At the height of the class’s popularity, nearly three quarters of the boats in Ireland were said to be an own-build, and Roy Dickson was the pace-setter in innovation. It’s said that if Roy turned up at a major international regatta with some completely new but barely perceptible additional feature on his boat, by the next championship you could be reasonably sure that at least half the fleet would have copied him.
But for some years now the class has seen plastic boats in the ascendant, which restrains the innovators. And numbers in Ireland are admittedly no longer so spectacular, for in its top years the truly active Fireball fleet here numbered 70 boats, which for an out-and-out performance dinghy was quite something.
There’s still as little bulk to the boat as possible, but they’re now built in GRP, as seen here with Frank Miller's boat at the Volvo Dun Laoghaire Regatta. Photo: VDLR
Yet while the fleets are reduced, the memories if anything are stronger than ever. The photos reveal the calibre of the people who were and are involved in Fireball racing in Ireland – it’s a national Who’s Who of sport afloat. And if that weren’t enough, the roll call of those who preceded John Lavery and David O’Brien in the intense battles to win the World Championship is of truly global stature in international sailing.
The first one of all in 1966 was Bob Fisher, no less, crewed by Richard Beales. Then Steve Benjamin of the US was in fine form in the 1970s, as he won in ’76 and then defended successfully at Kinsale in 1977. But in 1978 at Pattaya in Thailand, a new name came centre stage – the one and only Lawrie Smith. Then in 1981 the Worlds winner was future top dinghy designer Phil Morrison, with Fireball mods and tuning worthy of Roy Dickson.
Current Irish Fireball Class Chairperson, seen speaking at last Saturday’s party, is Marie J Barry. Photo: Fotosail
In 1994 it was ace sailmaker and multi-champion Ian Pinnell who won the Fireball Worlds, and this set the bar high for John Lavery and David O’Brien in Dublin Bay in 1995. Faced with the challenge, they implemented a rigorous two-year training and competition programme in the countdown to the big one, and it all came out as planned.
As the Fireball Worlds 1995 were staged in September, the rest of the Irish sailing community were well home from holidays and back at the day job, so those driving home from work on the Friday night heard it on the car radio as one of the top stories on the evening sports news. Ireland had won a world title. Better still, it was in sailing too. And it was on the peaktime national news. It was a moment to be recalled and savoured many times in Dun Laoghaire last Saturday night.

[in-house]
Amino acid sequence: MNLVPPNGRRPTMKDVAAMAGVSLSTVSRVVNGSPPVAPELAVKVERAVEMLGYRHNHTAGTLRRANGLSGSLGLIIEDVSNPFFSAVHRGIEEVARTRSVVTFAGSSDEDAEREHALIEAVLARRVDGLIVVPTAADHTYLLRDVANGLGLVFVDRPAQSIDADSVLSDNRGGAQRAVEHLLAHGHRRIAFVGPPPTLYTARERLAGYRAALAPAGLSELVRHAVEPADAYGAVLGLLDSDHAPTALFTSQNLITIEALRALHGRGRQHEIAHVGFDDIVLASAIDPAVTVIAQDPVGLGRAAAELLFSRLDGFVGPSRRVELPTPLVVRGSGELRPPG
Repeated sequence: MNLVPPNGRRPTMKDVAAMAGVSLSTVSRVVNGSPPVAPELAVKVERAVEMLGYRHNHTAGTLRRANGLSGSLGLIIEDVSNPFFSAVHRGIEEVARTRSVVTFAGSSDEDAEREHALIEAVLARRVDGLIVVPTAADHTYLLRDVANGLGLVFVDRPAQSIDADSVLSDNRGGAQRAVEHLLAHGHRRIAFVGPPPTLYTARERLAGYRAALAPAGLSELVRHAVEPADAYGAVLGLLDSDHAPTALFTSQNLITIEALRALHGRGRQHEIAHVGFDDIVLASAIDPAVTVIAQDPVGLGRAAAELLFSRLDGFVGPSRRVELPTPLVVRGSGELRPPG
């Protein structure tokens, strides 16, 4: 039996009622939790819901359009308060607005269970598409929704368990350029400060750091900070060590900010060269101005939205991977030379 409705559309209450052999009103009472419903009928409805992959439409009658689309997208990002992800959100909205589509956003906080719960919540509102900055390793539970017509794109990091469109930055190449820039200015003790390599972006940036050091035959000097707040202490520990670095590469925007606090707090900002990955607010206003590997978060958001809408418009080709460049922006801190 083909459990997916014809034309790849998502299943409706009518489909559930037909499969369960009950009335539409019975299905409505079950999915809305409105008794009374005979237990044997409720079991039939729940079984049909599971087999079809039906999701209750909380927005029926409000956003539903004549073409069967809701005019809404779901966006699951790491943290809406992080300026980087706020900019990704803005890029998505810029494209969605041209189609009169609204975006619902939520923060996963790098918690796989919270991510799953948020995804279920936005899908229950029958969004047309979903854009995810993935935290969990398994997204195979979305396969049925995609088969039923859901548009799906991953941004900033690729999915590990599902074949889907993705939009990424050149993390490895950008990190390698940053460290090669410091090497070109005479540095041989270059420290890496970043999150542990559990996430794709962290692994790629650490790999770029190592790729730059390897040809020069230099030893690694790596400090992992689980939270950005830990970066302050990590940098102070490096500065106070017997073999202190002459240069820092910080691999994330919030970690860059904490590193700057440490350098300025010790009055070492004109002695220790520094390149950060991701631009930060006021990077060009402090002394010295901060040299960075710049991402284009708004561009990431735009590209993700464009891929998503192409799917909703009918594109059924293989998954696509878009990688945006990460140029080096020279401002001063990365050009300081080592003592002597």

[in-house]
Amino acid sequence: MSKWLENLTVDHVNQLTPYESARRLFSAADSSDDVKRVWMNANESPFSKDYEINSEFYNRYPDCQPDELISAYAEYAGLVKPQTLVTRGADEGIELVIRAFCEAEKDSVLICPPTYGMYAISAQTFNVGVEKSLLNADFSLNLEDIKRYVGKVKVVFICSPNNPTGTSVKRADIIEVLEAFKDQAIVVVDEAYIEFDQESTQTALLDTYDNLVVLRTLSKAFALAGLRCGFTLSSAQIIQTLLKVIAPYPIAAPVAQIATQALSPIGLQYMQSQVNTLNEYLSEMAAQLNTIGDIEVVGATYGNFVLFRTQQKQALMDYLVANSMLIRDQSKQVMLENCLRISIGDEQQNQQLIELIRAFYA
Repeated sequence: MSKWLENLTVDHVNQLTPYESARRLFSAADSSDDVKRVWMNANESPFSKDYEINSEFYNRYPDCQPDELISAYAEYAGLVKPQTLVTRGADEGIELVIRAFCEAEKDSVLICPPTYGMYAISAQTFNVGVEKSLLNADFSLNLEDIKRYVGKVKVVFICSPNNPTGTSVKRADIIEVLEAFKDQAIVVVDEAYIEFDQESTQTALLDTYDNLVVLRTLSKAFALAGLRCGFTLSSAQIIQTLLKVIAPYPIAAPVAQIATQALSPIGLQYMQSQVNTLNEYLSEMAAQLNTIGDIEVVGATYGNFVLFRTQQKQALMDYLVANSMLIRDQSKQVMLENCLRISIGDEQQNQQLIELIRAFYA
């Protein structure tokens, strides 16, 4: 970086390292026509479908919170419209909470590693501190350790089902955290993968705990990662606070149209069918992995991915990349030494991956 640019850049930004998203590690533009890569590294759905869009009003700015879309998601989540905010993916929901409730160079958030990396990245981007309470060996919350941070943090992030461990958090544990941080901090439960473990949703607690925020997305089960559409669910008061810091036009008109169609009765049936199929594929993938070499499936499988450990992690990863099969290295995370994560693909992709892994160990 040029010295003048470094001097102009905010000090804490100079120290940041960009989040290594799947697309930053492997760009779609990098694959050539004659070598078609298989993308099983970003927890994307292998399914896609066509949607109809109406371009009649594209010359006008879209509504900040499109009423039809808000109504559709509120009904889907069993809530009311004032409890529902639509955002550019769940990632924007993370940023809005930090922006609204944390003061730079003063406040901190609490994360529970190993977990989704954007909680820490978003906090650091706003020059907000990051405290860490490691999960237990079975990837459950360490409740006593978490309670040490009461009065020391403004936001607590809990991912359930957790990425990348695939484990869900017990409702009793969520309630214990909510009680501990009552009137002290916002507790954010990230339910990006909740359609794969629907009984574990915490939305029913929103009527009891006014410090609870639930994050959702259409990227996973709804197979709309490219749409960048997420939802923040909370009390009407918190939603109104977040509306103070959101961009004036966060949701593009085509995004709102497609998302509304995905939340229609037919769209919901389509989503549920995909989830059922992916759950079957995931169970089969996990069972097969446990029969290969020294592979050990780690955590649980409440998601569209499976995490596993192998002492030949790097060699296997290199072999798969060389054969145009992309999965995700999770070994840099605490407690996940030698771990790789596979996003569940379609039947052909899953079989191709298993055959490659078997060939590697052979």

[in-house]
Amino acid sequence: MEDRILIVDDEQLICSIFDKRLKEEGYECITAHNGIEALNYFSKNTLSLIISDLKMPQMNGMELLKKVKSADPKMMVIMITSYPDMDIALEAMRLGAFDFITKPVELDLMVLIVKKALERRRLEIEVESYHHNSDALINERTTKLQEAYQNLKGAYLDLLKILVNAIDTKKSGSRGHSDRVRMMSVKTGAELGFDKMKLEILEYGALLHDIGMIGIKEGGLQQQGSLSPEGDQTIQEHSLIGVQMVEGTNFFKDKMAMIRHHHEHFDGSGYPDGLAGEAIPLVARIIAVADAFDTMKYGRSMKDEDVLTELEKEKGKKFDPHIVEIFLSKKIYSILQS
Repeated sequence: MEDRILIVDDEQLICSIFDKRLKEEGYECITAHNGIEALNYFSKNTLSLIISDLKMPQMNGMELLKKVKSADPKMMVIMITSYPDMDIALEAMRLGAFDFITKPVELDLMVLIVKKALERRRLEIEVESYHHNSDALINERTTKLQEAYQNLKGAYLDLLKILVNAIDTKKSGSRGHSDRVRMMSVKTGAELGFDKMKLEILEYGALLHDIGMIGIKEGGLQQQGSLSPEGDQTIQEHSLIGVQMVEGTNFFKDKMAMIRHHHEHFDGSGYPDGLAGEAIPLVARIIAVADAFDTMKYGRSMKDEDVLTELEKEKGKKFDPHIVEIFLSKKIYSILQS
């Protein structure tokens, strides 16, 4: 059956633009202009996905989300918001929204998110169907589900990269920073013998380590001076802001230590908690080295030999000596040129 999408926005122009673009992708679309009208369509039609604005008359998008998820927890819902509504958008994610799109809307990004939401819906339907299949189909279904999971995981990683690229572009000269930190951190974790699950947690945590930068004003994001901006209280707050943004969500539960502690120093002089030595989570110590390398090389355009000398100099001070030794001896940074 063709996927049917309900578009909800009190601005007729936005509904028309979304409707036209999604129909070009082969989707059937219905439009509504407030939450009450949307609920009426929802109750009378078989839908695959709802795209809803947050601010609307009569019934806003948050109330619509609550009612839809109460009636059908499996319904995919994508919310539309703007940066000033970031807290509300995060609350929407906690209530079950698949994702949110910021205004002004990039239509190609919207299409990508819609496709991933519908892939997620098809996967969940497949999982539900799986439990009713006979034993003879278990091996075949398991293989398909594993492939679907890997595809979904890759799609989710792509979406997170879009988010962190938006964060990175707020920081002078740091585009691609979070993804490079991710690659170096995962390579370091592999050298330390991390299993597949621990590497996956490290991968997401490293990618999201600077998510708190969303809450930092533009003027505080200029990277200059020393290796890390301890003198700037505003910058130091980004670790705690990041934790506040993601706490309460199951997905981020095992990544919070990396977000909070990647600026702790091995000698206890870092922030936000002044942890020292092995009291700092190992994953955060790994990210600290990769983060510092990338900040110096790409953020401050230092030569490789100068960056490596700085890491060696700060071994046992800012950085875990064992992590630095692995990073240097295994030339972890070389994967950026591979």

We can always use a cover like this – welcome news with David O’Brien and John Lavery from the Sept/Oct 1995 Afloat.
See full Fireball 50th photo gallery by Gareth Craig of Fotosail here
A unique gathering of Irish Fireballers drawn from five decades brought back memories of a golden age for dinghies when over 200 sailors met at a refurbished Royal St. George Yacht Club last Saturday night in Dun Laoghaire. The evening drew together Fireball interests from all four coasts with plenty of old teams making the trip to Dun Laoghaire for the special event to mark fifty years since the plywood dinghy first arrived in Ireland.
A Pimms reception kicked off proceedings before a number of speakers recounted stories through five decades of Irish Fireballing that included Fireball world champion John Lavery who took the title in 1995.
Irish Sailing Association President and past Fireball national champion David Lovegrove from Howth gave his take on the two man dinghy class and there was also a big cheer for class pioneer Roy Dickson of Howth Yacht Club.
A trawl of the class archives produced an array of early class photographs dating back to the exciting days of the 1977 World Championships in Kinsale. Early photographs, magazines, memorabilia and cine reel footage depicted the Irish class when fleet numbers touched 70 boats went on display throughout the club documenting one of the biggest ever Irish dinghy classes.
In order that crews could circulate over the course of the evening the team of former Fireballers who organised the evening decided against a sit down dinner and instead planned a stand up buffet evening with pod tables using the entire top level of the clubhouse.
As well as past sailors there was a healthy representation of current crews including Irish champions Barry McCartin and Conor Kinsella also from the host club. Class Chair Marie Barry spoke about current class plans.
A Royal Cork Yacht Club contingent included Anthony and Sally O'Leary and Clayton Love minor. Munster representation inlcuded a presentation from Baltimore's Stuart Musgrave.
From the north, Adrian and Maeve Bell from Lough Neagh, who dominated the class in the 1980s also made the trip.
The reunion organisers were Derek Jago, Paul Maguire, Brian Craig and Ciara Dowling who can be contacted by email: [email protected]
Despite the modest seascape of the above photograph today's Frostbites in Dun Laoghaire have been cancelled writes Cormac Bradley. The weather station adjacent to where this photo was taken was recording 18 knots of wind with a highest gust of 33 knots from the West.
Elsewhere in the harbour, the keelboats moored between Hell's Gates and DMYC were swinging through 90 degrees when they were hit by squalls on the water.
At various intervals, Dublin Bay has disappeared under rain clouds.
Next Saturday night, the Royal St George Yacht Club hosts a celebration of 50 years of Fireballing in Ireland. The great, the good and a big crowd of over 200 are expected.
The 16–foot dinghy class, for so long a mainstay of the small boat scene here, has a list of members and former members that reads like a who's who of Irish sailing.
Organisers have put out a call for memorabilia as the gathering aims to feature people, fleets and activities from five decades.